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Authors: Kelly McClymer

Tags: #historical romance, #wedding, #bride, #1800s fiction, #victorian england, #marriage of convenience, #once upon a wedding series

The Fairy Tale Bride

BOOK: The Fairy Tale Bride
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THE FAIRYTALE BRIDE

 

 

by

Kelly McClymer

 

 

SMASHWORDS EDITION

 

 

* * * * *

 

 

First published by Zebra Books, October 2000

Copyright 2000 © Kelly McClymer

Cover Copyright 2010 © Hannah Kuhn

 

 

All rights reserved. Without limiting the
rights under copyright reserved above, no part of this publication
may be reproduced, stored in or introduced into a retrieval system,
or transmitted, in any form, or by any means (electronic,
mechanical, photocopying, recording, or otherwise) without the
prior written permission of both the copyright owner and the above
publisher of this book.

This is a work of fiction. Names, characters,
places, brands, media, and incidents are either the product of the
author's imagination or are used fictitiously. The author
acknowledges the trademarked status and trademark owners of various
products referenced in this work of fiction, which have been used
without permission. The publication/use of these trademarks is not
authorized, associated with, or sponsored by the trademark
owners.

 

Smashwords Edition License Notes

 

This ebook is licensed for your personal
enjoyment only. This ebook may not be re-sold or given away to
other people. If you would like to share this book with another
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or it was not purchased for your use only, then you should return
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respecting the author's work.

 

 

* * * * *

 

 

This book is lovingly dedicated to Jim,
Kristen, A.J. and Brendan, who put up with my distractibility,
preoccupation, highs, lows and a few burned dinners while I created
it. All thanks belong to the amazing group of women who helped me
polish this manuscript to a shine: Yvonne, Kathy, Trudy, Lynn and
Jackie. Last, thanks to Marsha Canham for the amazing
proofread.

 

 

* * * * *

 

THE FAIRYTALE BRIDE

 

 

* * * * *

 

 

PROLOGUE

 

London, 1832

 

His damned boots were too tight.

Simon Watterly tried, discreetly, to move his
tightly-bound toes. Nothing. Tomorrow the boots would have to go
back to the boot maker. One more delay he didn't want, didn't need.
But a soldier required a well-fitted pair of boots, and as of
today, despite the Duke of Kerstone's vehement objections, Simon
was an officer in His Majesty's service, bound for India. Too bad
there was no good war on presently. He could only hope to find one
soon.

He glanced around the crowded ballroom, his
teeth clenched with the effort it took to project a bored yet
pleasant facade. He had been raised to know his duty to the family
name, the family blood, and would not dishonor it by making a
scene. He had promised the duke. And Simon Watterly had been bred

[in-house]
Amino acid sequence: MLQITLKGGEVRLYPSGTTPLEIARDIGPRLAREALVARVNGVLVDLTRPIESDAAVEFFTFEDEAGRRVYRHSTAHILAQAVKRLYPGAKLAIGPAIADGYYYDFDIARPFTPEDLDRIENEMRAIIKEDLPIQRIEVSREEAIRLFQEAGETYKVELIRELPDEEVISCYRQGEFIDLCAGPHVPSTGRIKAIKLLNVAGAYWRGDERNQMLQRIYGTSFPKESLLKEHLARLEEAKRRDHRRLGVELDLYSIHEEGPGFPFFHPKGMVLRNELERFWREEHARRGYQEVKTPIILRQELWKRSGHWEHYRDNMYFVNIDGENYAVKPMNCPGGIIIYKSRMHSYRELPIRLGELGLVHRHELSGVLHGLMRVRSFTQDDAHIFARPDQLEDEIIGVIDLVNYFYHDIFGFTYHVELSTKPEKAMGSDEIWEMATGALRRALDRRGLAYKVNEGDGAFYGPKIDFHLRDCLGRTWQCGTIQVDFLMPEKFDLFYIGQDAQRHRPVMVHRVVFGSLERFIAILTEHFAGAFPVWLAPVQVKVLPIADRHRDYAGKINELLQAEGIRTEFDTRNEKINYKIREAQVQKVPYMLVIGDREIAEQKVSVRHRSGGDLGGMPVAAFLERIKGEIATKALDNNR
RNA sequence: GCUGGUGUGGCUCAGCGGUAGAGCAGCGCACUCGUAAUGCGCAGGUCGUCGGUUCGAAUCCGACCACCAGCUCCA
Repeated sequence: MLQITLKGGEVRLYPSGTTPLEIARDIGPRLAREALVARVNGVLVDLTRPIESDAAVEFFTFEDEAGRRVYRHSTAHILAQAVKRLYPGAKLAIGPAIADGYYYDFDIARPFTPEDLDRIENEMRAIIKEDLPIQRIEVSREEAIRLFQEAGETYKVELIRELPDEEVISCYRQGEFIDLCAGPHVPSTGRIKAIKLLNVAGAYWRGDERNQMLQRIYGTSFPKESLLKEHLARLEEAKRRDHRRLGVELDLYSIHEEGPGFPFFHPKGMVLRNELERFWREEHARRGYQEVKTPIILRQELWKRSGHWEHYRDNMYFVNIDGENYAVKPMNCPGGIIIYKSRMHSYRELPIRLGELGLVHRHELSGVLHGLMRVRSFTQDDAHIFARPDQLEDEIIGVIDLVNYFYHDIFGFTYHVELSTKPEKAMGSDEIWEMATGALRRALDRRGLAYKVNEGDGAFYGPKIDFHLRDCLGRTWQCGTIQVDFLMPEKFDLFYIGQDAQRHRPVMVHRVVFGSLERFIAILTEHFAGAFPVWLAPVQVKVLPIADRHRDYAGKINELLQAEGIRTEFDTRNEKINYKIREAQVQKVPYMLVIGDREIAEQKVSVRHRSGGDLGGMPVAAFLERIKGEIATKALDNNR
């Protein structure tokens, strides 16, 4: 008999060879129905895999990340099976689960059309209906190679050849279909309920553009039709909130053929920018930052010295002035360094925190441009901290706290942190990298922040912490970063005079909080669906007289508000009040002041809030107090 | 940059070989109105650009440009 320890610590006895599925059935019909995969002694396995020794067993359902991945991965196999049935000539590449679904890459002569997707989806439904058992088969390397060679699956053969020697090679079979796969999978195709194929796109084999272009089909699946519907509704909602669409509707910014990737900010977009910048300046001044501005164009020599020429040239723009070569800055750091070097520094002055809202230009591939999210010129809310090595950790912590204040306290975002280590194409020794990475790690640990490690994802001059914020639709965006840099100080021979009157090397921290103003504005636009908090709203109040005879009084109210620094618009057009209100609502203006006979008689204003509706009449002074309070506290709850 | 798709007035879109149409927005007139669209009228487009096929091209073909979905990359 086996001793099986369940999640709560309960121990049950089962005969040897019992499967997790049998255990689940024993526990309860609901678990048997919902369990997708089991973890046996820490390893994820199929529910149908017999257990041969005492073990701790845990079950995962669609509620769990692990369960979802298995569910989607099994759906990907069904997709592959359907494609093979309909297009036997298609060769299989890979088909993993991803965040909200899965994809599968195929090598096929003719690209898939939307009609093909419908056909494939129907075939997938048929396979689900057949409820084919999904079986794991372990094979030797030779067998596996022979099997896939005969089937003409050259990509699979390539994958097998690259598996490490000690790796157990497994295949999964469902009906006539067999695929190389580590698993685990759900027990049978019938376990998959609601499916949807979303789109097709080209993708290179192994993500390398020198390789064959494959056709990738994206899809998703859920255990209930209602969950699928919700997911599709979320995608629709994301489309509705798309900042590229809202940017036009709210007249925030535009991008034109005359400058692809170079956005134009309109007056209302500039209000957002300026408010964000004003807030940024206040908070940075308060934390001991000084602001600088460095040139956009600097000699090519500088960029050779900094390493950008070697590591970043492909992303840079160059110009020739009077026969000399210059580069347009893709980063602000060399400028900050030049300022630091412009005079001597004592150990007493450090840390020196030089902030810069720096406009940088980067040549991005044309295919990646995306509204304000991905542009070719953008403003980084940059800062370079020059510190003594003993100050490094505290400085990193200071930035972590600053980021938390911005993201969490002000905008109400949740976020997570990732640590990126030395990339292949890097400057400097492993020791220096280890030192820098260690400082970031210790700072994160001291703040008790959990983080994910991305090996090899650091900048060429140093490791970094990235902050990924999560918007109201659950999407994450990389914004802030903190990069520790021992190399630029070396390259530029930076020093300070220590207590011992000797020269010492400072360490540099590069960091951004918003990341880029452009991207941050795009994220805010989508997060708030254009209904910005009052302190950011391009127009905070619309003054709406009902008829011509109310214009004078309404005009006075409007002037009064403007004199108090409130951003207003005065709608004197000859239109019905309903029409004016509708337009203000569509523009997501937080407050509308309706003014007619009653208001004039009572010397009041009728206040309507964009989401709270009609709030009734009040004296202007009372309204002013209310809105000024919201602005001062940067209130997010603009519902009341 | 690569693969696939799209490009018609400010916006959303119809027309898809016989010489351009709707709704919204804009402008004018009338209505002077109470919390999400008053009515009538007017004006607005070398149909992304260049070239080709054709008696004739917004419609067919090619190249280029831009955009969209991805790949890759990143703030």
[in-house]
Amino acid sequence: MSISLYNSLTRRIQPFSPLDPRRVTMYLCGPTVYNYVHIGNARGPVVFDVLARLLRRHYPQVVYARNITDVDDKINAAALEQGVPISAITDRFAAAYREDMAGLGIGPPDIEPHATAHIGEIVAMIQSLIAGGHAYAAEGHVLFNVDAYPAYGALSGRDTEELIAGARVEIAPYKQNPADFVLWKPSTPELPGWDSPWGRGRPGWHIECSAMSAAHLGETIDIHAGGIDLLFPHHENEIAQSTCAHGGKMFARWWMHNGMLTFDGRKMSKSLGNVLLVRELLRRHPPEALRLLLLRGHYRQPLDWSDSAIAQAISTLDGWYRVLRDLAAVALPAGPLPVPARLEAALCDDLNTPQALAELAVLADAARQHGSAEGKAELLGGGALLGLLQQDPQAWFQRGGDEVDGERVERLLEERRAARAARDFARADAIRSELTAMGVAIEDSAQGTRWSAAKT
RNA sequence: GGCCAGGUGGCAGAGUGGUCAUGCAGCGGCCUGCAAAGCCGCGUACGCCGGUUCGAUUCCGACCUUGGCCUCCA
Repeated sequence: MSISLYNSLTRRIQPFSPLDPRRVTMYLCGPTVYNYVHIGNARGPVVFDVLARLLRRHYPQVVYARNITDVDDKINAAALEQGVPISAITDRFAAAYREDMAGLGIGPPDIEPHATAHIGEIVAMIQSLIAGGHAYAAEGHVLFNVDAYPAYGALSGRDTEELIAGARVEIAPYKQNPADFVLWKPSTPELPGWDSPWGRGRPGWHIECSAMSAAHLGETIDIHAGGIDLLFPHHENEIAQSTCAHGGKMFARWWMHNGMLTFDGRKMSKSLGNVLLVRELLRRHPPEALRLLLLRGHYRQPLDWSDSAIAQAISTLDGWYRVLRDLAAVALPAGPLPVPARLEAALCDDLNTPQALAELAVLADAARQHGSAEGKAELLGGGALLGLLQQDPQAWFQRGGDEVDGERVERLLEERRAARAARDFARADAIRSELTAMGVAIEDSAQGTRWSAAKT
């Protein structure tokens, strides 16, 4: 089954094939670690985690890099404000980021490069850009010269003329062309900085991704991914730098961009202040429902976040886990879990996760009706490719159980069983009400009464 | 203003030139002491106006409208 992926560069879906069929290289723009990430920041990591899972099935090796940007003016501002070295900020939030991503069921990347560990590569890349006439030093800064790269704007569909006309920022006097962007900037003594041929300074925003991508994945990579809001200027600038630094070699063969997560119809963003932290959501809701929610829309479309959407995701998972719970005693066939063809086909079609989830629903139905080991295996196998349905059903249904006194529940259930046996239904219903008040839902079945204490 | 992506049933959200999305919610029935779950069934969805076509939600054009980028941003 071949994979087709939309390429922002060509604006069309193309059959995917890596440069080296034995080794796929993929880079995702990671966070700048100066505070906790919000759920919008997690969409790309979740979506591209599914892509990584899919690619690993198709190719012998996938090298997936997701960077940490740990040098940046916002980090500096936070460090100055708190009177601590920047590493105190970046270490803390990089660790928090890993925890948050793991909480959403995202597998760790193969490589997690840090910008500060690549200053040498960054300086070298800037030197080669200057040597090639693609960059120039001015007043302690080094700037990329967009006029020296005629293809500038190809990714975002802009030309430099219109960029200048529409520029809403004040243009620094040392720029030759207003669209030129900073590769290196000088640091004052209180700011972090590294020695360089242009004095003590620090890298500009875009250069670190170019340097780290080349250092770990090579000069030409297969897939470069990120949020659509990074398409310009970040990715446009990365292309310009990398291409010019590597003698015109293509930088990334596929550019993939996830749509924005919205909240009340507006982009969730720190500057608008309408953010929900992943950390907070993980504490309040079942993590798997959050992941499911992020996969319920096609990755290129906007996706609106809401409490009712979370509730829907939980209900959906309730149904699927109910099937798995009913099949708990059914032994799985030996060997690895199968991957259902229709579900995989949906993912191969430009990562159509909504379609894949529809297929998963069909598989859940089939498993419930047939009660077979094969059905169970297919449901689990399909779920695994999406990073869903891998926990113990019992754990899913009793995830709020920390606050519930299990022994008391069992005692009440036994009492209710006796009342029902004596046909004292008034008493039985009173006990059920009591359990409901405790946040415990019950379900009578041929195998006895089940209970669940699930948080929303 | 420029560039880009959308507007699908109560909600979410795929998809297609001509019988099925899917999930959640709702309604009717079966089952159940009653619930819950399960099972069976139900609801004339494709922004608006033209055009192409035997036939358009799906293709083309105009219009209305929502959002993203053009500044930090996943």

to make certain he always kept his promises and did his duty.
Wouldn't want to tarnish the hallowed blood of the former Dukes and
Duchesses of Kerstone. The true blood he did not share.

What a farce. It was truly bitter solace to
realize that tonight was the last time he need pretend to be what
these people thought him...what he had thought himself, until last
night, when he had overheard his mother's words to his dying
father—no, to the Duke of Kerstone, no relation to himself—and his
life had shattered in an instant.

If the dying man had not extracted a promise
from him not to destroy the family reputation ... but that was
irre1evant. The duke had been frail and pitiful as he begged, pale
blue eyes flowing with tears, his fingers a faint yet bony pressure
on Simon's wrist. Simon could not withhold his promise to the man
he had called father — but he would find a way to get around it —
if a blood-soaked battlefield didn't see to it for him, as it had
for the older brother Simon had never known. His legitimate older
brother, blown up by a cannon blast in France while Simon was still
a babe-in-arms.

An overly friendly blow to his arm made him
spit out the bitter truth, "Bastard." He turned to glare at the
offender.

"Take it easy there, Cousin, I merely wanted
your attention." Giles Grimthorpe discreetly cocked his head in the
direction of the crush of dancing figures. "I wondered if you would
care to engage in a small wager to add piquancy to this dull
evening?"

"What kind of wager?"

"A matter of a successful seduction,
Cousin."

Simon grimaced at his cousin's expectant
grin. No doubt the cad waited for a lecture. But today he would be
surprised. An hour before, Simon had adjusted his cravat in the
curved looking-glass in the foyer of his parents' town house and
promised himself that he would do everything in his power to
destroy the image of fairness and propriety that had given those
who knew him cause to call him Saint Simon. And a good start to
accomplish this aim would be to wager with his cousin. For
Grimthorpe was a worse gossip than any of the bored dowagers seated
about the room.

He lifted his shoulders as if mildly
intrigued with the idea. "My ring if you succeed."

Grimthorpe's eyes narrowed in shock; then he
eyed the large ruby and silver ring on Simon's left little finger.
"Good thing you're to be the next Duke of Kerstone — and wealthy,
as well, if you are to suddenly take up gambling on that
scale."

Nettled, Simon lifted his hand so that the
ruby glinted in the lights. He knew how much it irritated
Grimthorpe that his branch of the family had fallen in society as
Simon's had risen. For a moment he considered confiding the truth,
but dismissed the idea. His cousin wouldn't appreciate the irony,
but he would indeed cause a scandal. "Perhaps I don't expect to
lose it."

A confident sneer appeared on Grimthorpe's
foxish face. "The girl is odd — and plain besides. I have been
showering her with attention these past weeks and now that she is
ripe, I intend for her to fall into my arms."

"Indeed? And who is the lucky young woman, or
are you keeping that secret to yourself?" He truly did not care.
Any female who let Grimthorpe within two feet of her deserved any
trouble that she might receive.

"The young miss who cannot seem to stop
spouting fairytales, of course. Miss Miranda Fenster."